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Two ways of looking at hope:
Kim Eun-Kook’s The Martyred, Park Ji-Won’s The Jehol Diary

 

2021.10.05

 

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The novel The Martyred (Munhakdongne Publishing Co.) depicts human beings that didn’t let go of hope even in the midst of war. Koreans had to undergo the Korean War, which was a skirmish of the Cold War in the 20th century, only five years after the country was liberated from Japanese occupation. All human beliefs are shattered on the battlefield, where minutes or even seconds determine life and death: evil flourishes, and good dies. Falsehood becomes truth, and truth becomes falsehood – the end of absurdity takes place. The “alternative truth” is common in extreme circumstances such as war. Writer Kim Eun-Kook who immigrated to the United States after participating in the Korean War as an officer, elevates the story of a young man who agonizes as he traces the true and the false to a religious level.
The story takes place in Pyeongyang, the capital city of North Korea, which has been occupied by South Korean soldiers. Just before the troops retreat because of Chinese intervention, Captain Lee – the protagonist – is tasked with getting to the root of the pastor massacre committed by the communist regime. Two of the 14 detained pastors survived, but one became insane, and another closed his mouth. It was the moment when the martyrs and apostates were clearly divided, but as Captain Lee digs in, the truth behind it seems to be different from expectation. The storyline of this detective fiction unfolds with twists one after another, and the profound message about the relationship between human beings and God breathes life into the book. Why did the priest who did not have faith in God give testimony of him? “As I watched human beings become animals when hope and justice vanished in war, I decided that God’s promises are more valuable than the truth. We must have hope against despair.”

 

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A travelogue written by a member of the diplomatic delegation to China (Qing Dynasty) 170 years before The Martyred is The Jehol Diary (Dolbegae) written by Park Ji-Won. The writer believed that the Joseon Dynasty of the late 18th century was in a “degenerate age.” The governing power of the Joseon Dynasty at that time was absorbed into the justification theory of Neo-Confucianism, which worshipped the fallen Ming Dynasty as legitimate China and despised the Qing Dynasty who took over the continent as barbarians. As a result, the ruling power didn’t pay much attention to cultivating the commerce industry, which was vital to national development. It turned a blind eye to the improvement of institutions that would ease the livelihoods of their people. Instead, they only waged political battles about the vain theory of conquering into the north. The book The Jehol Diary broke the armchair argument of the time, which can be easily seen from how he chooses “broken roof tiles” and “night soil” as the most interesting things to see in China. This is because the walls decorated with fragments of roof tiles make beautiful scenery, and the manure stacked for fertilizer shows the advancement of civilization.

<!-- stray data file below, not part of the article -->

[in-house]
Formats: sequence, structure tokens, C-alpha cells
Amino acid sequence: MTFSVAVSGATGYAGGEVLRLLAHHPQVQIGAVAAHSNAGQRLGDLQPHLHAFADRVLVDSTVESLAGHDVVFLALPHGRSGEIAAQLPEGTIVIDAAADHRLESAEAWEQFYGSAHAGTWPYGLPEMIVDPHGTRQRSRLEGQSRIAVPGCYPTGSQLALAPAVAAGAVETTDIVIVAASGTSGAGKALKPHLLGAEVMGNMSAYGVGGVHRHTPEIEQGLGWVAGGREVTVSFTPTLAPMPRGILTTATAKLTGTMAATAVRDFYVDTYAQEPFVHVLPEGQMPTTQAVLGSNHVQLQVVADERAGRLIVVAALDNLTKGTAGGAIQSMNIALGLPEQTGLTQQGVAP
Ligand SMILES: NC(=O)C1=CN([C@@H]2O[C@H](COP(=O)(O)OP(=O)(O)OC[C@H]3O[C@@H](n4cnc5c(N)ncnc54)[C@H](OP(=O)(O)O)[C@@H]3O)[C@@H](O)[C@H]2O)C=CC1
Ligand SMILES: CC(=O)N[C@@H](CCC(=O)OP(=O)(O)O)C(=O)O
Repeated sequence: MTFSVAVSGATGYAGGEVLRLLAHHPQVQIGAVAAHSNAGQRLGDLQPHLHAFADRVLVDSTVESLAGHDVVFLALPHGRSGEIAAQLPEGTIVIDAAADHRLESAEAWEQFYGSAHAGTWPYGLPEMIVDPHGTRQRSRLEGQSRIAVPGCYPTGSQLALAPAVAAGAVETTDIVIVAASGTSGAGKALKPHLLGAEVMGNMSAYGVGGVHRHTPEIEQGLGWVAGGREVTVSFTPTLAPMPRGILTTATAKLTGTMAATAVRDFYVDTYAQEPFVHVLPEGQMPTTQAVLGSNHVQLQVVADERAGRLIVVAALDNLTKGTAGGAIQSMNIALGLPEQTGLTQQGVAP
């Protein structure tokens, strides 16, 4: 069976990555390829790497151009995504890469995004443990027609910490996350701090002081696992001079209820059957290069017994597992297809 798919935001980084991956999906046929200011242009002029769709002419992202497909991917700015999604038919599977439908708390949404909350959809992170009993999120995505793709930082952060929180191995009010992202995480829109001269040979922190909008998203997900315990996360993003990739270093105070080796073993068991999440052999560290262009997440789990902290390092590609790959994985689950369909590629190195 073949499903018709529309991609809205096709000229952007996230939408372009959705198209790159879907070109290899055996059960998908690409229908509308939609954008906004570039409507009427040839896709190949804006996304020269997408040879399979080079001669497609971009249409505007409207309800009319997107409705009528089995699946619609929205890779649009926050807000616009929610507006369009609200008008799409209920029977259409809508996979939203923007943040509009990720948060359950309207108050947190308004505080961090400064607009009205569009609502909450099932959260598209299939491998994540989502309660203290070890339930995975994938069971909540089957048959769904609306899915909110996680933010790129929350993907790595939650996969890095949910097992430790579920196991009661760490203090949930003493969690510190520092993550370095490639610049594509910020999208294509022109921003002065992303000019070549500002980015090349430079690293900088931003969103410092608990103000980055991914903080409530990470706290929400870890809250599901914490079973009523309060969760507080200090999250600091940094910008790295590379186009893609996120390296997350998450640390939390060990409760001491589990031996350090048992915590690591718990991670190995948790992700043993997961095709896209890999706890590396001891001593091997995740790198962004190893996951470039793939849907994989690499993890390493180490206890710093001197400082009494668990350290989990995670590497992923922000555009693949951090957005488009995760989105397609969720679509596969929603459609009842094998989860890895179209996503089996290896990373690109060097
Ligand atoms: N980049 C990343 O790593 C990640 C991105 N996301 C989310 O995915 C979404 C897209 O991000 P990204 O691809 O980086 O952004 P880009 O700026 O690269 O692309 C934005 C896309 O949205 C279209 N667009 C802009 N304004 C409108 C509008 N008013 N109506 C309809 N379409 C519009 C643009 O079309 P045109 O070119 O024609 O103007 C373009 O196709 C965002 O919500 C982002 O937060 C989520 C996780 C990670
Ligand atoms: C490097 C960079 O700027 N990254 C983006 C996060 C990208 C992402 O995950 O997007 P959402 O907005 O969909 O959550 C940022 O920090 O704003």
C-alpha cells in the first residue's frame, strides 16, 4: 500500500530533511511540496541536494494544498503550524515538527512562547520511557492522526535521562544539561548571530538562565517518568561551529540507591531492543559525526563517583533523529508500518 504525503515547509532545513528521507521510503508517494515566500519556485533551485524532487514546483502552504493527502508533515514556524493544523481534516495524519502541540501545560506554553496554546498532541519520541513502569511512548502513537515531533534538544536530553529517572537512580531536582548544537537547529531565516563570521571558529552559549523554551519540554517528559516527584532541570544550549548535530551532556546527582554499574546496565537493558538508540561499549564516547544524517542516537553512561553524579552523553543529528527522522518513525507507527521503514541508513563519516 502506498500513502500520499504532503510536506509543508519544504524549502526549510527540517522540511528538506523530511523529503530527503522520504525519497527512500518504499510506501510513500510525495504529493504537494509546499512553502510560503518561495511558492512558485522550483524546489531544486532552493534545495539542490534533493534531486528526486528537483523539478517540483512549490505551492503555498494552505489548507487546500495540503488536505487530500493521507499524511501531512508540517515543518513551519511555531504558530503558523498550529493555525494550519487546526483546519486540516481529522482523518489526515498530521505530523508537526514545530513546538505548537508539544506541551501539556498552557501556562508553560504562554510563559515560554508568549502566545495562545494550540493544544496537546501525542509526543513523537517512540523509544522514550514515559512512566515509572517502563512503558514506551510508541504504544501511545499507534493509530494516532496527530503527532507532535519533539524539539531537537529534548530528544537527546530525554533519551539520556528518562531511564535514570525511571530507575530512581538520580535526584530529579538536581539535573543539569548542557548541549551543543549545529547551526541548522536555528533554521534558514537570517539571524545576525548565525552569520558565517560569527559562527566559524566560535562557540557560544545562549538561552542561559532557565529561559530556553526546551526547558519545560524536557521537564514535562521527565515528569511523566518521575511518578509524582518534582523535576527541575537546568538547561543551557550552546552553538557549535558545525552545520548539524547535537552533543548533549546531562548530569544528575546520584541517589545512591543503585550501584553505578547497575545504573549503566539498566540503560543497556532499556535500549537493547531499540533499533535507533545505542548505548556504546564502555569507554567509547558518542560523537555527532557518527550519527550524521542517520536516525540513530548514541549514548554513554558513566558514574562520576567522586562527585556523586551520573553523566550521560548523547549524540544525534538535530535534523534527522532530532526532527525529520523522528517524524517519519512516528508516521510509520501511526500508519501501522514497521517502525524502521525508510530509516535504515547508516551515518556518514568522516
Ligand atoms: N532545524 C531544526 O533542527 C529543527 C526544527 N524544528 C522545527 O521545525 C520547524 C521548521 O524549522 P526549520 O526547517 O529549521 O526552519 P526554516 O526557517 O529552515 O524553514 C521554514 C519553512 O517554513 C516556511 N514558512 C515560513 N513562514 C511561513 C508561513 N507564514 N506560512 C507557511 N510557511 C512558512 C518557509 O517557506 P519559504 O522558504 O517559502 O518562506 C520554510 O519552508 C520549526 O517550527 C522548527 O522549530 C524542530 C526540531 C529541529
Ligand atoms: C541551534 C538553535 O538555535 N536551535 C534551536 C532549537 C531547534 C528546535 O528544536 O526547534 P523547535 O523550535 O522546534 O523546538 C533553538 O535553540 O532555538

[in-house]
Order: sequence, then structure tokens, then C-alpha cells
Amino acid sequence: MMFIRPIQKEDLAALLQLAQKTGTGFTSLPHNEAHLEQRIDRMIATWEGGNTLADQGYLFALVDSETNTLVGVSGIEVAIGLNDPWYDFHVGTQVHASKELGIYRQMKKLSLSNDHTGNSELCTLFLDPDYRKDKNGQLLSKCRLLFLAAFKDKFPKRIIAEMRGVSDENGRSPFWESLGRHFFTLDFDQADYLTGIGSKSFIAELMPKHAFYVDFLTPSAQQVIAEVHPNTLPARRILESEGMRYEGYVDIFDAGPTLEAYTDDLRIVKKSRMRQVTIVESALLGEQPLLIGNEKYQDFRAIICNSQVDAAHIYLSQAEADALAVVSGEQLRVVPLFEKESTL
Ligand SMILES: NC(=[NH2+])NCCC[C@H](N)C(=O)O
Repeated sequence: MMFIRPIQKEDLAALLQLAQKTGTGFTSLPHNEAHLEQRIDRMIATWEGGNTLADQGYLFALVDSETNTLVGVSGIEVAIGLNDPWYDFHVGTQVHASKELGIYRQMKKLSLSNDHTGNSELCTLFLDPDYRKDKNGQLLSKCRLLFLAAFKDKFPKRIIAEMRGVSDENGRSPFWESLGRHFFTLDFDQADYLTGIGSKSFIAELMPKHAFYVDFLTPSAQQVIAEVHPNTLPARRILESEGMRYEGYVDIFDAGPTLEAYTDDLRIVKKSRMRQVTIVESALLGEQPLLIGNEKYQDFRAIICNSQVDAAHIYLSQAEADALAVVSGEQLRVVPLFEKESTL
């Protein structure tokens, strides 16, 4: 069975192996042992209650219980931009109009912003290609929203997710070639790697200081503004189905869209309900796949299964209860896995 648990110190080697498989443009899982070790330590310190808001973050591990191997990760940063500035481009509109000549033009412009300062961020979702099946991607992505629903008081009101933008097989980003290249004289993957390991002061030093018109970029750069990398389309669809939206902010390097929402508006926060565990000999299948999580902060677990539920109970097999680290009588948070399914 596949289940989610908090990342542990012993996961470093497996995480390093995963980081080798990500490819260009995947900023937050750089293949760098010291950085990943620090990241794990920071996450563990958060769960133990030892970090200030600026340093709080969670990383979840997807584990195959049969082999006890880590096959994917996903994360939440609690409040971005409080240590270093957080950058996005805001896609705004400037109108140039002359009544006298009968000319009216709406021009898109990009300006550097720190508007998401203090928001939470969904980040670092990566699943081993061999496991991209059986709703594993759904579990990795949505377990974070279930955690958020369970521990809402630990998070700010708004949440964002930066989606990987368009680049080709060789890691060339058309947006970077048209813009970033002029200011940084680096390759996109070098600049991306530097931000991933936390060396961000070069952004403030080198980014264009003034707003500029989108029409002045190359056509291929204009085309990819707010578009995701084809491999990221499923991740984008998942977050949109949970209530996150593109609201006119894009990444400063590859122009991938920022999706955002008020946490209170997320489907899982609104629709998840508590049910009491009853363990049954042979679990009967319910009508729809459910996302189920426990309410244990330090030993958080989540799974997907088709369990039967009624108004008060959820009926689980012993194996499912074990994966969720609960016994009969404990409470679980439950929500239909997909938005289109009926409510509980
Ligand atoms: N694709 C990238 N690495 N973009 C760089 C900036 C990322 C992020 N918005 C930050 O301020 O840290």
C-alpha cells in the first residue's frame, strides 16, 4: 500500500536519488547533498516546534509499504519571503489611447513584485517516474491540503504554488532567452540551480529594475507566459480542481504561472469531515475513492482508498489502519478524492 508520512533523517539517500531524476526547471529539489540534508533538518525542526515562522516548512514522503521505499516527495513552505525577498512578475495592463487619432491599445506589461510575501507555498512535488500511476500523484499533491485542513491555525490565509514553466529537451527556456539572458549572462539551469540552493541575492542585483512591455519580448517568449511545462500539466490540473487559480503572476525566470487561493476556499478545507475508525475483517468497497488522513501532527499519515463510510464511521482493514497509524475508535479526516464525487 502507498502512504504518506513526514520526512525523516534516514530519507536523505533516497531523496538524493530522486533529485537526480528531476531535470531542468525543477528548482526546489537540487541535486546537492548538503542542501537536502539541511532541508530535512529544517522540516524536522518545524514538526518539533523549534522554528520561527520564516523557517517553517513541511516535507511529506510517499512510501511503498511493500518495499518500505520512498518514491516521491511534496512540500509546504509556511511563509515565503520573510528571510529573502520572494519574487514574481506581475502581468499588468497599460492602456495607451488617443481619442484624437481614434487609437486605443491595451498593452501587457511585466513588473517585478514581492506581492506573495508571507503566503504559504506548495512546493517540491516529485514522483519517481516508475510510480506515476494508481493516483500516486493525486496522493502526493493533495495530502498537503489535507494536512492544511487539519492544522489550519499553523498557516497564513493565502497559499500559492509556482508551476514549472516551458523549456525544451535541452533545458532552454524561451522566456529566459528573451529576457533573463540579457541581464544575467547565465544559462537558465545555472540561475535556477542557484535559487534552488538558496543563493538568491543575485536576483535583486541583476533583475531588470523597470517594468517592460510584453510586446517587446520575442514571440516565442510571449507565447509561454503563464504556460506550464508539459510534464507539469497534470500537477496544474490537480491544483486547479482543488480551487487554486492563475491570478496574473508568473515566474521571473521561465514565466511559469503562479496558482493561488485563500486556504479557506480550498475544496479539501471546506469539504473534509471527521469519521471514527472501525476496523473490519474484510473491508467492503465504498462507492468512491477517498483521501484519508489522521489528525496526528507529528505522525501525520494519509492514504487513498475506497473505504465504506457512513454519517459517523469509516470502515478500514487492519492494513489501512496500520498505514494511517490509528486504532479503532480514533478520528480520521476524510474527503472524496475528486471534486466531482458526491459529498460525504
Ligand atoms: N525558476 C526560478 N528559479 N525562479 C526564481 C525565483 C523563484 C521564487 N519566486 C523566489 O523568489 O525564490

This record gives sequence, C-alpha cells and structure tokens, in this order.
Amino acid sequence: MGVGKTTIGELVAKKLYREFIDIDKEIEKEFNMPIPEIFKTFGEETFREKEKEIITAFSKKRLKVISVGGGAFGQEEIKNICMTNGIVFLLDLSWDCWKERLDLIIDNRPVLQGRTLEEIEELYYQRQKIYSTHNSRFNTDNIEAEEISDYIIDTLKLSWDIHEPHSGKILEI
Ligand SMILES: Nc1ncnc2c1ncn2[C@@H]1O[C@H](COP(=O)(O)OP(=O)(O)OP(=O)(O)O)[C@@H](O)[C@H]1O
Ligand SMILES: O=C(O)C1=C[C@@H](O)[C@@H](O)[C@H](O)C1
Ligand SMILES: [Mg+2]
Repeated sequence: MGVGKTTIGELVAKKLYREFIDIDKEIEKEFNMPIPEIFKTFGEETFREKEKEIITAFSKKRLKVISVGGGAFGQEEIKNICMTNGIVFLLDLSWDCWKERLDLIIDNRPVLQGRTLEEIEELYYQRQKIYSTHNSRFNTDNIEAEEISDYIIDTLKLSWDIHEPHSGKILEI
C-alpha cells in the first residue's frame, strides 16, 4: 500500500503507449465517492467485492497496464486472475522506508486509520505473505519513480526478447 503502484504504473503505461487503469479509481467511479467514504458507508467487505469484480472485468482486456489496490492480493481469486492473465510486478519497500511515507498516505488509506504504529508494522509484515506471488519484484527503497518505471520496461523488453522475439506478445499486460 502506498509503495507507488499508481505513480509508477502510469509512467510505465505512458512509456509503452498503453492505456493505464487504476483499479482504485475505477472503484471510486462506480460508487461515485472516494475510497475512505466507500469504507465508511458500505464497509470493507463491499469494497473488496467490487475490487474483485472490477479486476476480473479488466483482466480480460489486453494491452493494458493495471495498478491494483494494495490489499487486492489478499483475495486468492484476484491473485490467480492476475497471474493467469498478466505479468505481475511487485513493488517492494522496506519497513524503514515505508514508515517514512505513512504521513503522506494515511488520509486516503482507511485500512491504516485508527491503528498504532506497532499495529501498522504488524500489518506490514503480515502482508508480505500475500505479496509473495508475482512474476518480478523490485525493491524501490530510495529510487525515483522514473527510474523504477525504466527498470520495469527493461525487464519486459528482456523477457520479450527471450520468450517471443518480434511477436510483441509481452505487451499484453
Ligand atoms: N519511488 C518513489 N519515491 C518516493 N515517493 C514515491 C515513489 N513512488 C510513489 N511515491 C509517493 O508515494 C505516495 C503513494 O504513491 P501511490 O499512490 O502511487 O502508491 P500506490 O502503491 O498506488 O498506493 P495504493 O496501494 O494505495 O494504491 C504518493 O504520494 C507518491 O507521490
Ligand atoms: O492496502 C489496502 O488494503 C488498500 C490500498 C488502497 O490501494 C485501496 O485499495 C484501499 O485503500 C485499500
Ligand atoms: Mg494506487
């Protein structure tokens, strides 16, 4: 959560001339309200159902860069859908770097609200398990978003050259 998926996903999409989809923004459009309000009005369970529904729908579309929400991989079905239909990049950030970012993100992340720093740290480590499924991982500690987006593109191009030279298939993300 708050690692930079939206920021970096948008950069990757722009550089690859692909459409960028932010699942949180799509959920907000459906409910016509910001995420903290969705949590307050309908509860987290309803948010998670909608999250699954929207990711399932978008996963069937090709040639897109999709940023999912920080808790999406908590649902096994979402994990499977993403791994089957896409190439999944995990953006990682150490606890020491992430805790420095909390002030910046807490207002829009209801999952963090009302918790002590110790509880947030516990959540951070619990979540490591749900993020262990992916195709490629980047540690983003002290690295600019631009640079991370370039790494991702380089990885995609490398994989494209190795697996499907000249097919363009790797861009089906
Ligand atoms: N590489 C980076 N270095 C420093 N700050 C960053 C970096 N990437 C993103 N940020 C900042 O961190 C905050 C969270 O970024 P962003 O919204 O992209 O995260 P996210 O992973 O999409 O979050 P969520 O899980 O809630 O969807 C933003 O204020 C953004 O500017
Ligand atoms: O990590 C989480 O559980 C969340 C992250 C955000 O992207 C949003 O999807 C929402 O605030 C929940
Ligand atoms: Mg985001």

In the book The Jehol Diary, Park Ji-Won believes that “if the law is good and the system is beautiful, we should learn from them, let them be barbarians.” His practical idea that “there’s no reason to not follow the legislation and convention useful for the nation and the people while even the enemies make whatever that’s useful for their country theirs” represents the people who lost hope due to the governing power’s seizure and exploitation. Although written in the form of a travelogue, it is also interesting to see how he analyzes the international situation through months of field observation in China and presents foreign strategies for the Joseon Dynasty. What’s more, it lets readers take a glimpse at the inner world of an elite who lived in the dark period with endless introspection while striving to criticize society and suggest alternatives. The book The Jehol Diary, which warned of the country’s decline and called for innovation, could not be published until the 20th century as it was hated by the powerful. Now that the oppressive power is gone, the book is read and shall continue to be read in the future.

 

 


Written by Jung Seung-Min (Writer and host of book-tube channel 〈Ildangbaek〉 (meaning 100 books to read in your lifetime))

 

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Jung Seung-Min (Writer and host of book-tube channel (meaning 100 books to read in your lifetime))

#book-tube#Ildangbaek#The Martyred#The Jehol Diary
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